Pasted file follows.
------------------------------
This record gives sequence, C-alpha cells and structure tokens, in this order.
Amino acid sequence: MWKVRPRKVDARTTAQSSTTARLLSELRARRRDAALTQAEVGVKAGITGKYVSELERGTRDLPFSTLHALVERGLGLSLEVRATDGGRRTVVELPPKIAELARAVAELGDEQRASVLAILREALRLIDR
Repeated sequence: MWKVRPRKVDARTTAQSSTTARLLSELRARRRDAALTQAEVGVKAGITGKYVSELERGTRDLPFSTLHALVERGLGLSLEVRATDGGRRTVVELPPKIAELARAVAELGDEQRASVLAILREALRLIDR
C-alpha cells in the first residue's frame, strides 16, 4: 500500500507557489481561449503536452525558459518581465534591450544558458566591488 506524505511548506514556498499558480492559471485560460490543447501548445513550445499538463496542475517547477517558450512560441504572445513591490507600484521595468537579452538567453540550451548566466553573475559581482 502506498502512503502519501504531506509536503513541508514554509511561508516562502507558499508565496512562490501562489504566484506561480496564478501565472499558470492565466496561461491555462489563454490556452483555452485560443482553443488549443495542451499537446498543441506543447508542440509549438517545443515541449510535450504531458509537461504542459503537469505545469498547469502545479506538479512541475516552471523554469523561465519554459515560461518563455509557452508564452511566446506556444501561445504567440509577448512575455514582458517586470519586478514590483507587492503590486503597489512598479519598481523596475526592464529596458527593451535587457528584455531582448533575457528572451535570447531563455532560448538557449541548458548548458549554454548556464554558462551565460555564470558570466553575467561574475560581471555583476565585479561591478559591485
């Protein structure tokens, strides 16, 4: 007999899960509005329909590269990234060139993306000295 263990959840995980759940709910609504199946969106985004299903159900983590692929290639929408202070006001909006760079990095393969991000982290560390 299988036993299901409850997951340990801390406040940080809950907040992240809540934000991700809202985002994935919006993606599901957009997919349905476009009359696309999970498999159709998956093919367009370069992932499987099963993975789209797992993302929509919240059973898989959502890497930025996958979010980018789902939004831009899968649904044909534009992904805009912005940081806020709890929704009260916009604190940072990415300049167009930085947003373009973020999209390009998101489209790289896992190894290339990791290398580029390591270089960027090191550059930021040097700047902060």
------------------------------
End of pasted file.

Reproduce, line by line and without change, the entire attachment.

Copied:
This record gives sequence, C-alpha cells and structure tokens, in this order.
Amino acid sequence: MWKVRPRKVDARTTAQSSTTARLLSELRARRRDAALTQAEVGVKAGITGKYVSELERGTRDLPFSTLHALVERGLGLSLEVRATDGGRRTVVELPPKIAELARAVAELGDEQRASVLAILREALRLIDR
Repeated sequence: MWKVRPRKVDARTTAQSSTTARLLSELRARRRDAALTQAEVGVKAGITGKYVSELERGTRDLPFSTLHALVERGLGLSLEVRATDGGRRTVVELPPKIAELARAVAELGDEQRASVLAILREALRLIDR
C-alpha cells in the first residue's frame, strides 16, 4: 500500500507557489481561449503536452525558459518581465534591450544558458566591488 506524505511548506514556498499558480492559471485560460490543447501548445513550445499538463496542475517547477517558450512560441504572445513591490507600484521595468537579452538567453540550451548566466553573475559581482 502506498502512503502519501504531506509536503513541508514554509511561508516562502507558499508565496512562490501562489504566484506561480496564478501565472499558470492565466496561461491555462489563454490556452483555452485560443482553443488549443495542451499537446498543441506543447508542440509549438517545443515541449510535450504531458509537461504542459503537469505545469498547469502545479506538479512541475516552471523554469523561465519554459515560461518563455509557452508564452511566446506556444501561445504567440509577448512575455514582458517586470519586478514590483507587492503590486503597489512598479519598481523596475526592464529596458527593451535587457528584455531582448533575457528572451535570447531563455532560448538557449541548458548548458549554454548556464554558462551565460555564470558570466553575467561574475560581471555583476565585479561591478559591485
């Protein structure tokens, strides 16, 4: 007999899960509005329909590269990234060139993306000295 263990959840995980759940709910609504199946969106985004299903159900983590692929290639929408202070006001909006760079990095393969991000982290560390 299988036993299901409850997951340990801390406040940080809950907040992240809540934000991700809202985002994935919006993606599901957009997919349905476009009359696309999970498999159709998956093919367009370069992932499987099963993975789209797992993302929509919240059973898989959502890497930025996958979010980018789902939004831009899968649904044909534009992904805009912005940081806020709890929704009260916009604190940072990415300049167009930085947003373009973020999209390009998101489209790289896992190894290339990791290398580029390591270089960027090191550059930021040097700047902060």